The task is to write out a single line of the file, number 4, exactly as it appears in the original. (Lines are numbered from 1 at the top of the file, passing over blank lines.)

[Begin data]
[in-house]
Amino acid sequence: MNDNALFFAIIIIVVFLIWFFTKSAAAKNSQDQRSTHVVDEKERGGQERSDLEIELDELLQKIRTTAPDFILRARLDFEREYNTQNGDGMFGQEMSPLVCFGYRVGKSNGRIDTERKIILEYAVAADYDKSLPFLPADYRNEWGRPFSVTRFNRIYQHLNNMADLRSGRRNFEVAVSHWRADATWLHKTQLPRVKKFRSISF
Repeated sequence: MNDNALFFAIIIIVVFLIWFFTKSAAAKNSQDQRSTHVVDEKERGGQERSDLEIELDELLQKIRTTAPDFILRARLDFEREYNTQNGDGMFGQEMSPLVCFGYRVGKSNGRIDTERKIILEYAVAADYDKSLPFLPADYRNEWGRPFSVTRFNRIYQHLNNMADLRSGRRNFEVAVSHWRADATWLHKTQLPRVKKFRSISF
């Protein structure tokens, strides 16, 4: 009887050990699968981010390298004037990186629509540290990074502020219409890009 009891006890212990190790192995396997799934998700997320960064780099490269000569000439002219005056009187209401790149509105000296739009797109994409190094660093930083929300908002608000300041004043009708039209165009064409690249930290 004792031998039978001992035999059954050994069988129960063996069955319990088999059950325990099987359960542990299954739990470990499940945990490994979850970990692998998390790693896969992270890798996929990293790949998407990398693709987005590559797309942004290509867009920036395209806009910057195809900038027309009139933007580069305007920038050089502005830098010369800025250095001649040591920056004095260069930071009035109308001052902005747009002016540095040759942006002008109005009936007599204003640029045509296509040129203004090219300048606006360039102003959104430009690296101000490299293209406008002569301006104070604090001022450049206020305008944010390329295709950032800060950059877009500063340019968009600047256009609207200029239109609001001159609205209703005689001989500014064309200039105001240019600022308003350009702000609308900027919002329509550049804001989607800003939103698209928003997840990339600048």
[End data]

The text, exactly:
């Protein structure tokens, strides 16, 4: 009887050990699968981010390298004037990186629509540290990074502020219409890009 009891006890212990190790192995396997799934998700997320960064780099490269000569000439002219005056009187209401790149509105000296739009797109994409190094660093930083929300908002608000300041004043009708039209165009064409690249930290 004792031998039978001992035999059954050994069988129960063996069955319990088999059950325990099987359960542990299954739990470990499940945990490994979850970990692998998390790693896969992270890798996929990293790949998407990398693709987005590559797309942004290509867009920036395209806009910057195809900038027309009139933007580069305007920038050089502005830098010369800025250095001649040591920056004095260069930071009035109308001052902005747009002016540095040759942006002008109005009936007599204003640029045509296509040129203004090219300048606006360039102003959104430009690296101000490299293209406008002569301006104070604090001022450049206020305008944010390329295709950032800060950059877009500063340019968009600047256009609207200029239109609001001159609205209703005689001989500014064309200039105001240019600022308003350009702000609308900027919002329509550049804001989607800003939103698209928003997840990339600048």